Friday, February 28, 2014

Hungary's authoritarian system and the upcoming April 6 elections

Paul Krugman invited Kim Lane Scheppele to explain on his blog how Hungary's current political system has been rigged to be authoritarian in fact while remaining nominally democratic in form. Her article, "Hungary: An Election in Question," (02/28/2014) is in five parts on the blog:

Part I: The Political Landscape
Part II: Writing the Rules to Win – The Basic Structure
Part III: Compensating the Winners
IV: The New Electorate (in which Some are more Equal than Others)
V: The Unequal Campaign

She describes how the ruling rightwing party Fidesz has created a situation where it would be virtually impossible for it to lose the election scheduled for April 6:

Fidesz won the last elections in 2010 fair and square. But this time the election is unlikely to be judged so favorably. The whole election framework – the laws, the institutions and even the new electorate – favors Fidesz because the governing party has used its four years in office with its two-thirds majority in the parliament to redesign every aspect of the electoral system to its advantage.

Fidesz also overwhelmingly dominates the offline media and has closed off almost all avenues through which opposition parties can reach the electorate. New decrees from local Fidesz-affiliated officials around the country and misleading instructions from election officials are creating last-minute campaign obstacles that put the opposition even more on the wrong foot.

Under the new election framework, the allied opposition parties cannot win a parliamentary majority, even if they gain more votes than the governing party. Simultaneously, the changes also make it nearly inevitable that the governing party will keep its two-thirds parliamentary majority even if it gets less than half of the overall vote.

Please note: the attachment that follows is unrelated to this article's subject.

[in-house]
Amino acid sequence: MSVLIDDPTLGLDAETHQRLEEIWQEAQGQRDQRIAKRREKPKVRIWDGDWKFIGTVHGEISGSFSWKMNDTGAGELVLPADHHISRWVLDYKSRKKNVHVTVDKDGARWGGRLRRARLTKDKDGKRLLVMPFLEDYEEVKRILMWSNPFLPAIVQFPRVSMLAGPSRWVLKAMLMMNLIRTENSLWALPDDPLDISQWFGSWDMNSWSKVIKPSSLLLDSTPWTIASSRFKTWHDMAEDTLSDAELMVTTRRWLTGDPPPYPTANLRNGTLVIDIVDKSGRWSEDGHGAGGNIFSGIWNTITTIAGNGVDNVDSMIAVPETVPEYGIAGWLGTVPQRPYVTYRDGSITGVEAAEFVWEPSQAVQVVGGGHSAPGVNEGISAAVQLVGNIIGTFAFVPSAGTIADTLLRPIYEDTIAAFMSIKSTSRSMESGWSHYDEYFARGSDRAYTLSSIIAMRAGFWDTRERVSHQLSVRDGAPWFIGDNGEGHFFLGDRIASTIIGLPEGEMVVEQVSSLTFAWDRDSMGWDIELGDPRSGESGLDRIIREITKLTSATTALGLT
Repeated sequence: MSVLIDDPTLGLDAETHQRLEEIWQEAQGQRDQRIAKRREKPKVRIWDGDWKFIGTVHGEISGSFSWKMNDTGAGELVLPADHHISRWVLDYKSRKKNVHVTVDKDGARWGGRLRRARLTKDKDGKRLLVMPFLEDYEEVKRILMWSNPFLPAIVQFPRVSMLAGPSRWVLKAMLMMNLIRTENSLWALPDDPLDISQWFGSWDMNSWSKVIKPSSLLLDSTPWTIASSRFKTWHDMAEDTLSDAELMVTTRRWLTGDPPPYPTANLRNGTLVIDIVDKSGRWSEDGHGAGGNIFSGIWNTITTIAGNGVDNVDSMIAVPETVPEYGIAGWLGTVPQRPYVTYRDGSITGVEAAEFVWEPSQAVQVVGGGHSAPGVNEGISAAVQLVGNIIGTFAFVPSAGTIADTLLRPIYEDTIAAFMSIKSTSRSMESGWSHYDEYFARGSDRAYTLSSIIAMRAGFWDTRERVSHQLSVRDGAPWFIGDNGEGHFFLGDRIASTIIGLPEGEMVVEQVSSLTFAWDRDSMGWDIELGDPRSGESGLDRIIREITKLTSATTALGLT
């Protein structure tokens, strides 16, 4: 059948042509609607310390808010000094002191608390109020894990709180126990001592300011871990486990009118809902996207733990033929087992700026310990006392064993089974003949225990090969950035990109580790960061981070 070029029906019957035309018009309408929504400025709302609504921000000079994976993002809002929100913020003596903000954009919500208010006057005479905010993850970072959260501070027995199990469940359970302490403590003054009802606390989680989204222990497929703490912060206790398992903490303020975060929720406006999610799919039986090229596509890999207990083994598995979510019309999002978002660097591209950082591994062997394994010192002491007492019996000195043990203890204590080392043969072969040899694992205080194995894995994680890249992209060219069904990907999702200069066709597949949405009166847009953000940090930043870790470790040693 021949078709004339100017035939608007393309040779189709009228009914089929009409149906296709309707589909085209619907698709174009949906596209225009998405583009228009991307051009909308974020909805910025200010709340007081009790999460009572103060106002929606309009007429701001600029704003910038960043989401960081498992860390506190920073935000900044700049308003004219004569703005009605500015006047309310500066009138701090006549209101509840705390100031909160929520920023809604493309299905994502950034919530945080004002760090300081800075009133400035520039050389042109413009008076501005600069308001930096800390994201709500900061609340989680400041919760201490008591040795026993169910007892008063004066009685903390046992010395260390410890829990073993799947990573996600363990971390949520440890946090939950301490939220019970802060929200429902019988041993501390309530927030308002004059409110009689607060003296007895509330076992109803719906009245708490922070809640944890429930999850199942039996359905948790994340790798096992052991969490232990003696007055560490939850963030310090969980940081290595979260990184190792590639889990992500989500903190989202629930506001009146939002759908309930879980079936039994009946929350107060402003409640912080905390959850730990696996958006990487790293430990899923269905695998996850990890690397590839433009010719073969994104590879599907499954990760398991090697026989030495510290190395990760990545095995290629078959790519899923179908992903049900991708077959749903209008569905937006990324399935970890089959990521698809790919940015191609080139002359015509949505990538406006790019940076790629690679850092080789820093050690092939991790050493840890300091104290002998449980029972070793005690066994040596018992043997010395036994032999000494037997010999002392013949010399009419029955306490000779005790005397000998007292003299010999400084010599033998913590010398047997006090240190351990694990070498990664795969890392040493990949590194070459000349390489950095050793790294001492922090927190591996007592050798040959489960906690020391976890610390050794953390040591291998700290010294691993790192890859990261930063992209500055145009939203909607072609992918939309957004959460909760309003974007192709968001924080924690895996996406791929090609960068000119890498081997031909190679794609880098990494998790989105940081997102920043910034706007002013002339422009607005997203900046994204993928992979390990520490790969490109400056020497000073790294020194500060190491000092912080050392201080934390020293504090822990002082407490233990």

They've done this by an extreme form of redistricting and other measures to have a nominally democratic election be held without essential elements that make a democratic election actually democratic:

These effects occur because the way that the districts are drawn and the votes are aggregated. It doesn’t even count all of the other things that Fidesz is doing to help the opposition lose, like monopolizing the media, operating an election office that is giving out misleading instructions and only selectively registering to vote Hungarian citizens who are living abroad.

If Fidesz is reelected under this self-dealing system, then it is hard to avoid the conclusion that the election has been rigged. Prime Minister Viktor Orbán’s “mandate” will be tainted.
They also use voter suppression: "Fidesz has granted dual citizenship and therefore voting rights to ethnic Hungarians outside the borders who are overwhelmingly Fidesz supporters, while at the same time maintaining a system that makes it comparatively harder for Hungarian citizens living or working abroad to vote."

It's a sign of how badly the European Union has drifted away from its basic mission of peace and democracy that the EU is, while not ignoring the antidemocratic developments in EU member Hungary altogether, they are effectively shrugging their shoulders at it.

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